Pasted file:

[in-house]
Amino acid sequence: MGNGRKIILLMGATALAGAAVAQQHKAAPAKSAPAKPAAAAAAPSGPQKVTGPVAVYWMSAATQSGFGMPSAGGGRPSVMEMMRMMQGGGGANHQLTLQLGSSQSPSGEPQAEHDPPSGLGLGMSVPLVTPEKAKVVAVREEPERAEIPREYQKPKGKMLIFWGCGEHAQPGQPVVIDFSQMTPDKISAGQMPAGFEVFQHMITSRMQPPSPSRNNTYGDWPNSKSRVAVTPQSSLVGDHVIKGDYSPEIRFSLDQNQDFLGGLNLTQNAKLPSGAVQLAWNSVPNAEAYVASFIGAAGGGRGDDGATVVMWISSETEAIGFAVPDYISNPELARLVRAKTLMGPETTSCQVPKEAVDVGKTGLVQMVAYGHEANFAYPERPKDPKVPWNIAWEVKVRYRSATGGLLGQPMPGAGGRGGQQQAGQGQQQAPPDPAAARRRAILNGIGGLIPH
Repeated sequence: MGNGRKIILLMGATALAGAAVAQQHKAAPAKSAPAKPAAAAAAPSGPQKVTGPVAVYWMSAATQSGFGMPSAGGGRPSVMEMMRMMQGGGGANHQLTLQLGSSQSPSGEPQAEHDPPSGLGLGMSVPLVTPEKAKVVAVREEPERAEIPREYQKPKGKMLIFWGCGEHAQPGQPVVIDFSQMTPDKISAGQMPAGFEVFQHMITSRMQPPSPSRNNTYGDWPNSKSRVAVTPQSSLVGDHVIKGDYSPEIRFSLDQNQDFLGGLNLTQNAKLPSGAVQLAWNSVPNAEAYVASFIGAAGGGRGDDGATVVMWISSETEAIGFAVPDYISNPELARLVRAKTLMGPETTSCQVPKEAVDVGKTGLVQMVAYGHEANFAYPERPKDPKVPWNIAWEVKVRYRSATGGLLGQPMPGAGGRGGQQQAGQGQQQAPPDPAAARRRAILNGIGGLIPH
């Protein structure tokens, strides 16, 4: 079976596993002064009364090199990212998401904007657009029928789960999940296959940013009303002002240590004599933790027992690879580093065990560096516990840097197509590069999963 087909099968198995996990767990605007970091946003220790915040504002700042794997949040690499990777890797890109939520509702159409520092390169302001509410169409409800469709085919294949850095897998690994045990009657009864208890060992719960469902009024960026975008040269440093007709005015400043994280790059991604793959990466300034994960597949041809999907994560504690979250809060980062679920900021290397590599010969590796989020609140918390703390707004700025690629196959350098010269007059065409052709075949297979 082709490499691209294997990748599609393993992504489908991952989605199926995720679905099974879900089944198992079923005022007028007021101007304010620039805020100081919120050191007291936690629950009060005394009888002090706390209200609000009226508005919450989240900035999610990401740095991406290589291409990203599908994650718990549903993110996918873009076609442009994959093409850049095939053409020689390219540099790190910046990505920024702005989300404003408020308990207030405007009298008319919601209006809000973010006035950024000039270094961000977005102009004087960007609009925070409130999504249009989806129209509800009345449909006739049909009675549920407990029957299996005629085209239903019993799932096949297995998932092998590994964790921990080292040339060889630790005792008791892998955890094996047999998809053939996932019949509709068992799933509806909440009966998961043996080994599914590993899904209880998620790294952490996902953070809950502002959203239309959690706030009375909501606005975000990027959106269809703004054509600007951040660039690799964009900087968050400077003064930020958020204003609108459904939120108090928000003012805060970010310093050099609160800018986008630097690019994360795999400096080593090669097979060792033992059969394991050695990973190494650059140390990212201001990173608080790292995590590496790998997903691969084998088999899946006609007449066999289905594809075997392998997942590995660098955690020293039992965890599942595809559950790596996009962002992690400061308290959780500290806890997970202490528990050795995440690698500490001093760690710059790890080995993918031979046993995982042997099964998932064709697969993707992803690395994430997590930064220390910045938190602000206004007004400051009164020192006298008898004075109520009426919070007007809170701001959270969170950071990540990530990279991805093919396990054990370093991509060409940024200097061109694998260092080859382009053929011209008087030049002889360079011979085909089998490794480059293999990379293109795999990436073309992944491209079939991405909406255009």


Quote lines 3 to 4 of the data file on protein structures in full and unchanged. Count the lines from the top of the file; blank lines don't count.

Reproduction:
Repeated sequence: MGNGRKIILLMGATALAGAAVAQQHKAAPAKSAPAKPAAAAAAPSGPQKVTGPVAVYWMSAATQSGFGMPSAGGGRPSVMEMMRMMQGGGGANHQLTLQLGSSQSPSGEPQAEHDPPSGLGLGMSVPLVTPEKAKVVAVREEPERAEIPREYQKPKGKMLIFWGCGEHAQPGQPVVIDFSQMTPDKISAGQMPAGFEVFQHMITSRMQPPSPSRNNTYGDWPNSKSRVAVTPQSSLVGDHVIKGDYSPEIRFSLDQNQDFLGGLNLTQNAKLPSGAVQLAWNSVPNAEAYVASFIGAAGGGRGDDGATVVMWISSETEAIGFAVPDYISNPELARLVRAKTLMGPETTSCQVPKEAVDVGKTGLVQMVAYGHEANFAYPERPKDPKVPWNIAWEVKVRYRSATGGLLGQPMPGAGGRGGQQQAGQGQQQAPPDPAAARRRAILNGIGGLIPH
């Protein structure tokens, strides 16, 4: 079976596993002064009364090199990212998401904007657009029928789960999940296959940013009303002002240590004599933790027992690879580093065990560096516990840097197509590069999963 087909099968198995996990767990605007970091946003220790915040504002700042794997949040690499990777890797890109939520509702159409520092390169302001509410169409409800469709085919294949850095897998690994045990009657009864208890060992719960469902009024960026975008040269440093007709005015400043994280790059991604793959990466300034994960597949041809999907994560504690979250809060980062679920900021290397590599010969590796989020609140918390703390707004700025690629196959350098010269007059065409052709075949297979 082709490499691209294997990748599609393993992504489908991952989605199926995720679905099974879900089944198992079923005022007028007021101007304010620039805020100081919120050191007291936690629950009060005394009888002090706390209200609000009226508005919450989240900035999610990401740095991406290589291409990203599908994650718990549903993110996918873009076609442009994959093409850049095939053409020689390219540099790190910046990505920024702005989300404003408020308990207030405007009298008319919601209006809000973010006035950024000039270094961000977005102009004087960007609009925070409130999504249009989806129209509800009345449909006739049909009675549920407990029957299996005629085209239903019993799932096949297995998932092998590994964790921990080292040339060889630790005792008791892998955890094996047999998809053939996932019949509709068992799933509806909440009966998961043996080994599914590993899904209880998620790294952490996902953070809950502002959203239309959690706030009375909501606005975000990027959106269809703004054509600007951040660039690799964009900087968050400077003064930020958020204003609108459904939120108090928000003012805060970010310093050099609160800018986008630097690019994360795999400096080593090669097979060792033992059969394991050695990973190494650059140390990212201001990173608080790292995590590496790998997903691969084998088999899946006609007449066999289905594809075997392998997942590995660098955690020293039992965890599942595809559950790596996009962002992690400061308290959780500290806890997970202490528990050795995440690698500490001093760690710059790890080995993918031979046993995982042997099964998932064709697969993707992803690395994430997590930064220390910045938190602000206004007004400051009164020192006298008898004075109520009426919070007007809170701001959270969170950071990540990530990279991805093919396990054990370093991509060409940024200097061109694998260092080859382009053929011209008087030049002889360079011979085909089998490794480059293999990379293109795999990436073309992944491209079939991405909406255009």